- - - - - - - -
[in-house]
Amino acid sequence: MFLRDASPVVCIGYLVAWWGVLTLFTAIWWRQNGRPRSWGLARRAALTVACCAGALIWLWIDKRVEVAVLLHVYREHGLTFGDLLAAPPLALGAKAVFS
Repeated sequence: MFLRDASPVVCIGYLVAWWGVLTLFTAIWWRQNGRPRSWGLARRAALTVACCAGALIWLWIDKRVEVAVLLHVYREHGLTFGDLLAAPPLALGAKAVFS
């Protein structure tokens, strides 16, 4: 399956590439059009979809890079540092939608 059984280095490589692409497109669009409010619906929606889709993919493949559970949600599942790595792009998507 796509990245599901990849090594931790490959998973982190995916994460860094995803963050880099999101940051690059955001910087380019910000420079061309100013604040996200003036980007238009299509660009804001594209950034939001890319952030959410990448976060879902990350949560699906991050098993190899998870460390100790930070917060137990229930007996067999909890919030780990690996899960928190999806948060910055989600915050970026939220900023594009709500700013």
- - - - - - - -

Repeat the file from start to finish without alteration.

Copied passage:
[in-house]
Amino acid sequence: MFLRDASPVVCIGYLVAWWGVLTLFTAIWWRQNGRPRSWGLARRAALTVACCAGALIWLWIDKRVEVAVLLHVYREHGLTFGDLLAAPPLALGAKAVFS
Repeated sequence: MFLRDASPVVCIGYLVAWWGVLTLFTAIWWRQNGRPRSWGLARRAALTVACCAGALIWLWIDKRVEVAVLLHVYREHGLTFGDLLAAPPLALGAKAVFS
């Protein structure tokens, strides 16, 4: 399956590439059009979809890079540092939608 059984280095490589692409497109669009409010619906929606889709993919493949559970949600599942790595792009998507 796509990245599901990849090594931790490959998973982190995916994460860094995803963050880099999101940051690059955001910087380019910000420079061309100013604040996200003036980007238009299509660009804001594209950034939001890319952030959410990448976060879902990350949560699906991050098993190899998870460390100790930070917060137990229930007996067999909890919030780990690996899960928190999806948060910055989600915050970026939220900023594009709500700013």